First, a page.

UnREAL had a bunch of characters in the first season that didn’t get as much screen time, in favor of focusing on Rachel and Quinn and their specific interactions with others. That’s fine, but it’s nice to see this season expanding the team a bit more. This latest episode showed the aftermath from young Madison, who explicitly called out the Rachel/Quinn dynamic in a way that almost made you think Rachel was happy to see someone emulating her.
But considering how toxic Quinn was to her throughout the episode, perhaps it’s no surprise that Rachel still has disdain for Madison, throwing “Hot Rachel” Yael at Madison the “genius.” What was interesting there was setting up a new conflict, with Yael the schemer and Madison along with her despite not being involved with the whole “falling into the pool” scheme. Everything about the “Hot Rachel” nickname is insulting, as Rachel pointed out to Yael; people aren’t saying they look alike, they’re insulting Rachel (courtesy of ex Jeremy last time).
It says something about the messed up nature of the show that everyone’s on board with the moniker, even Quinn, who says it in such a blasé way, you might think that she wasn’t really using it to hurt Rachel, even in a small way. That power dynamic drives much of the rest of the conflict, with Quinn ordering Rachel around like nothing’s changed, despite Quinn’s infantile arguments with man-baby Chet which are messing with the show. Although the idea of competing cuts sounds like it could be interesting, they’re using different resources and crew — sounds like a real problem for the budget.
No wonder network guy Gary agreed that it had to change, if not in the way Rachel wanted. The new guy, Coleman Wasserman, is interesting especially in that he doesn’t seem monstrous. Of course we don’t know what he’s capable of yet, other than spreading just a bit of acrimony laced with condescension. Clearly there’s a lot of potential for conflict down the road as Chet and Quinn will definitely clash again and hurt others in the process.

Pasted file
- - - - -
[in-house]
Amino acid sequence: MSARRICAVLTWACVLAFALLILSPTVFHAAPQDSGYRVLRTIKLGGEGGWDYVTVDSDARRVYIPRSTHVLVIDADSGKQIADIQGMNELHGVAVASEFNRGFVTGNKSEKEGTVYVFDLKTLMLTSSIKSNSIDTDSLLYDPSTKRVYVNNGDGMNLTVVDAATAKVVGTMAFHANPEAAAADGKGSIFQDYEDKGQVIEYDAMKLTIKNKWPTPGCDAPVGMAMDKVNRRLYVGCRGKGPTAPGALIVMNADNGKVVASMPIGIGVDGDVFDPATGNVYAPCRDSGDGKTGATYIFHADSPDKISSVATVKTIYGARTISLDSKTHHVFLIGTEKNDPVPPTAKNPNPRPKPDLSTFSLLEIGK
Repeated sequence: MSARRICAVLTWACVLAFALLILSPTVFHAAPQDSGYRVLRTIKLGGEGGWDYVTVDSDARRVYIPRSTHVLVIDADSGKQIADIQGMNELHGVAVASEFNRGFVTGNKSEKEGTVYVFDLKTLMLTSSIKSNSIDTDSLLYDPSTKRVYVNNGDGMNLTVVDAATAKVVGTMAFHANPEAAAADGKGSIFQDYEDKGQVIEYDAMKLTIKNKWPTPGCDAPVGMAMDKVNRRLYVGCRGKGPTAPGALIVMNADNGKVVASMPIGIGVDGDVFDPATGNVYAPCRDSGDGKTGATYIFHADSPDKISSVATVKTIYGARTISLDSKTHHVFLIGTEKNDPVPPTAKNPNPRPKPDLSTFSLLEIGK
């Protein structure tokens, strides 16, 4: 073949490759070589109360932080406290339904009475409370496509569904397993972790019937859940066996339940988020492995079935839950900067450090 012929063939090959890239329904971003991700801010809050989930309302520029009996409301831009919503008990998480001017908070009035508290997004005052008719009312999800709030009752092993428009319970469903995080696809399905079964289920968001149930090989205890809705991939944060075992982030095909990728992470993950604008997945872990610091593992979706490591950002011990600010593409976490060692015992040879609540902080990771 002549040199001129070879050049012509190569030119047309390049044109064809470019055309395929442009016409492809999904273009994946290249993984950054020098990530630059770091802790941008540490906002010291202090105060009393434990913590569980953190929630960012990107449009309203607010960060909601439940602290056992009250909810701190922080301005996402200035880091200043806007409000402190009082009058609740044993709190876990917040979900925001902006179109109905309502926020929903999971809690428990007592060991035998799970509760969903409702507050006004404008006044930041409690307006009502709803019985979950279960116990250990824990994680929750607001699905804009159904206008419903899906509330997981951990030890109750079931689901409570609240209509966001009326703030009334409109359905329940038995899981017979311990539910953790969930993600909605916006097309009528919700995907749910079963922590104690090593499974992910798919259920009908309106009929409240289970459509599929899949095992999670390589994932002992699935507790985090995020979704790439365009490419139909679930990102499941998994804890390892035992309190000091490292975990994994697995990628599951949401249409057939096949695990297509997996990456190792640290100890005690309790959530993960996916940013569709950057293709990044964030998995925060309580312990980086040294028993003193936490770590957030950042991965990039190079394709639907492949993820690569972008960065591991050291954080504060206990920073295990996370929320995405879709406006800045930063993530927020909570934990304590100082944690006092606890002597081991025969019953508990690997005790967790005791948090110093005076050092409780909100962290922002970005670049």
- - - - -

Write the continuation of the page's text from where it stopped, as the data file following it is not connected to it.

There were a few continuing little things from last time, like Chantal’s tragic history or London not playing into the terrorist stereotype, but the big pieces were everything with Ruby and Beth Ann. Beth Ann was first expertly manipulated by Rachel into wearing her Confederate flag bikini and then being pushed to stay on the show after all. It’s such an interesting look into racism, as Rachel even points out — it’s confusing. Beth Ann comes from a prejudiced place, yet culturally she sees football players as people to be “worshipped.”
It’s a confusing situation, that weird cognitive dissonance when she’s confronted by a realization that people she might like are hurt by the negative imagery of the “Southern Cross” flag and its modern connotations of connections to segregation and racism. Living in a bubble, it’s easy to ignore that other people are different and don’t feel things like you do.
But the show isn’t all clean and pure either; despite Rachel pushing that this is a show that now “means something” or is “subversive” or revolutionary, you then have Quinn saying that four black guys is too many. This leads to how producer Jay is being given more to do this season, pushing his own agenda with activist Ruby, who despite herself, seems to be getting charmed by suitor Darius when he picks her.
He’s a smooth one, more so than last season’s Adam, which is the sort of thing that could lead to problems down the line when people really start competing.
The other piece there is the nature of his profile being repaired; Chet was overwhelmingly scummy, trying to sabotage Quinn’s “wifey” plans for Tiffany (which are themselves regressive but in a different way). His angle to get Tiffany to hook up with Romeo, Darius’ friend, is absurd but sociopathically brilliant. I would imagine that his dangerous philosophical outlook is still going to affect things in the future; he used the word “harpy” this week, which I mentioned last week as something a part of that world view to paint women negatively that you disagree with.
The “Everblasting” name itself is evocative of that stupid philosophy, but does Coleman really see the value there or is he playing a different game? Too early to say.
This is a show that continues to be strong, and really keep us wondering about the characters. Rachel isn’t purely good or evil, but her struggles seem real. That last shot of her staring into space was yet another “silent acting” moment from this show, which does it so well. The melodrama is high yet would be farcical on a lesser show. UnREAL is still killing it.
What did you think of this week’s episode? Tell us in the comments section below!